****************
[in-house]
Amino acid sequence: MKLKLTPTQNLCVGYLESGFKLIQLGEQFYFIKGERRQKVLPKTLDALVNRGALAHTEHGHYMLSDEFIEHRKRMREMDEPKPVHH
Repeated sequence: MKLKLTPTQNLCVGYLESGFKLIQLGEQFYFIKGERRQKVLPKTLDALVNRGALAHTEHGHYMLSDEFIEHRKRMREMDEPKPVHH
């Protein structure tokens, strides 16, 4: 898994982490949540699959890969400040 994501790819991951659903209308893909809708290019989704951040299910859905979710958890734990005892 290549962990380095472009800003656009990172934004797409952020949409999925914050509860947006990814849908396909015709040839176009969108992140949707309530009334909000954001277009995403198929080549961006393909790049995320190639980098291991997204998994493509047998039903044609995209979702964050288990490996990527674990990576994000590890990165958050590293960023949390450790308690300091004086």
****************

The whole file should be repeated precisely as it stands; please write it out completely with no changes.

[in-house]
Amino acid sequence: MKLKLTPTQNLCVGYLESGFKLIQLGEQFYFIKGERRQKVLPKTLDALVNRGALAHTEHGHYMLSDEFIEHRKRMREMDEPKPVHH
Repeated sequence: MKLKLTPTQNLCVGYLESGFKLIQLGEQFYFIKGERRQKVLPKTLDALVNRGALAHTEHGHYMLSDEFIEHRKRMREMDEPKPVHH
């Protein structure tokens, strides 16, 4: 898994982490949540699959890969400040 994501790819991951659903209308893909809708290019989704951040299910859905979710958890734990005892 290549962990380095472009800003656009990172934004797409952020949409999925914050509860947006990814849908396909015709040839176009969108992140949707309530009334909000954001277009995403198929080549961006393909790049995320190639980098291991997204998994493509047998039903044609995209979702964050288990490996990527674990990576994000590890990165958050590293960023949390450790308690300091004086």